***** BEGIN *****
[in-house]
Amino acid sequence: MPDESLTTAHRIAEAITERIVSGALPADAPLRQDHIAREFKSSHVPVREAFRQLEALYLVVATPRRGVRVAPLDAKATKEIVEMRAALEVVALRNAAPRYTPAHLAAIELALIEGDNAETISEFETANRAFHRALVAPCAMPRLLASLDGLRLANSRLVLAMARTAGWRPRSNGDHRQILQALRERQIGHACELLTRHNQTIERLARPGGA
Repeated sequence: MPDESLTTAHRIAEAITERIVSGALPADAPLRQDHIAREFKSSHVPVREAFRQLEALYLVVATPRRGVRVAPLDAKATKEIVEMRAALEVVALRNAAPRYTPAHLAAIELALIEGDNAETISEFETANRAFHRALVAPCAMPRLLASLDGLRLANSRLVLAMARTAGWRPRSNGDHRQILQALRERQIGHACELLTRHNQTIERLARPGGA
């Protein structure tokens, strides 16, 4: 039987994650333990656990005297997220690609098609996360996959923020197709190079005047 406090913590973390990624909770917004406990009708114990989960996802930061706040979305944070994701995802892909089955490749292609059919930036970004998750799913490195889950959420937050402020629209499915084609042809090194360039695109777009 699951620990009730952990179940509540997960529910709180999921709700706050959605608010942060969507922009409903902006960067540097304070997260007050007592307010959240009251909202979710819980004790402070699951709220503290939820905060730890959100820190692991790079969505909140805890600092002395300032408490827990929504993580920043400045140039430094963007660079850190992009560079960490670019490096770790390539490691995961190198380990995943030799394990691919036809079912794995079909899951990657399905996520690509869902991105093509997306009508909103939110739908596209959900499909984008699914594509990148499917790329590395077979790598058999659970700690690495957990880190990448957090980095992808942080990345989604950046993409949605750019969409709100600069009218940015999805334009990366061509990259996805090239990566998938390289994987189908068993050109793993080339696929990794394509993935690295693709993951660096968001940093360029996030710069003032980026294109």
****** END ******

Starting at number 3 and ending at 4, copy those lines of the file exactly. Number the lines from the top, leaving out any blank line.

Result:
Repeated sequence: MPDESLTTAHRIAEAITERIVSGALPADAPLRQDHIAREFKSSHVPVREAFRQLEALYLVVATPRRGVRVAPLDAKATKEIVEMRAALEVVALRNAAPRYTPAHLAAIELALIEGDNAETISEFETANRAFHRALVAPCAMPRLLASLDGLRLANSRLVLAMARTAGWRPRSNGDHRQILQALRERQIGHACELLTRHNQTIERLARPGGA
């Protein structure tokens, strides 16, 4: 039987994650333990656990005297997220690609098609996360996959923020197709190079005047 406090913590973390990624909770917004406990009708114990989960996802930061706040979305944070994701995802892909089955490749292609059919930036970004998750799913490195889950959420937050402020629209499915084609042809090194360039695109777009 699951620990009730952990179940509540997960529910709180999921709700706050959605608010942060969507922009409903902006960067540097304070997260007050007592307010959240009251909202979710819980004790402070699951709220503290939820905060730890959100820190692991790079969505909140805890600092002395300032408490827990929504993580920043400045140039430094963007660079850190992009560079960490670019490096770790390539490691995961190198380990995943030799394990691919036809079912794995079909899951990657399905996520690509869902991105093509997306009508909103939110739908596209959900499909984008699914594509990148499917790329590395077979790598058999659970700690690495957990880190990448957090980095992808942080990345989604950046993409949605750019969409709100600069009218940015999805334009990366061509990259996805090239990566998938390289994987189908068993050109793993080339696929990794394509993935690295693709993951660096968001940093360029996030710069003032980026294109």